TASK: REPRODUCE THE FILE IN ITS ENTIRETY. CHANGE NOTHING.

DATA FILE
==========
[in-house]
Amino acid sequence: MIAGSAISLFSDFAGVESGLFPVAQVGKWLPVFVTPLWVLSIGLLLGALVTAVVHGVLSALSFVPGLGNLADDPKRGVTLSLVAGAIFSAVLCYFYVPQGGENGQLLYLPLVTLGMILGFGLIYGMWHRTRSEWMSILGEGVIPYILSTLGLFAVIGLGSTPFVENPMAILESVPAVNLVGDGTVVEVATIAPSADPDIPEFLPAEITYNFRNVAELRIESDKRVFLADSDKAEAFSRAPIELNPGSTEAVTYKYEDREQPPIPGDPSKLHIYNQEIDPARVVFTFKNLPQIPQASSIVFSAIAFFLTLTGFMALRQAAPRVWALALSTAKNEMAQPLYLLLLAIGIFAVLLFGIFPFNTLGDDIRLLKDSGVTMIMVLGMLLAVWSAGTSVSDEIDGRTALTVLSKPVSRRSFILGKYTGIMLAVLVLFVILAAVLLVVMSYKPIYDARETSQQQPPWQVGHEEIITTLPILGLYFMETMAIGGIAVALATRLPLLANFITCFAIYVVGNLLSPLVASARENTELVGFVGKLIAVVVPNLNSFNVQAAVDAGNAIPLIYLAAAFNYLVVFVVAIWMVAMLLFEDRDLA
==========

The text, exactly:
[in-house]
Amino acid sequence: MIAGSAISLFSDFAGVESGLFPVAQVGKWLPVFVTPLWVLSIGLLLGALVTAVVHGVLSALSFVPGLGNLADDPKRGVTLSLVAGAIFSAVLCYFYVPQGGENGQLLYLPLVTLGMILGFGLIYGMWHRTRSEWMSILGEGVIPYILSTLGLFAVIGLGSTPFVENPMAILESVPAVNLVGDGTVVEVATIAPSADPDIPEFLPAEITYNFRNVAELRIESDKRVFLADSDKAEAFSRAPIELNPGSTEAVTYKYEDREQPPIPGDPSKLHIYNQEIDPARVVFTFKNLPQIPQASSIVFSAIAFFLTLTGFMALRQAAPRVWALALSTAKNEMAQPLYLLLLAIGIFAVLLFGIFPFNTLGDDIRLLKDSGVTMIMVLGMLLAVWSAGTSVSDEIDGRTALTVLSKPVSRRSFILGKYTGIMLAVLVLFVILAAVLLVVMSYKPIYDARETSQQQPPWQVGHEEIITTLPILGLYFMETMAIGGIAVALATRLPLLANFITCFAIYVVGNLLSPLVASARENTELVGFVGKLIAVVVPNLNSFNVQAAVDAGNAIPLIYLAAAFNYLVVFVVAIWMVAMLLFEDRDLA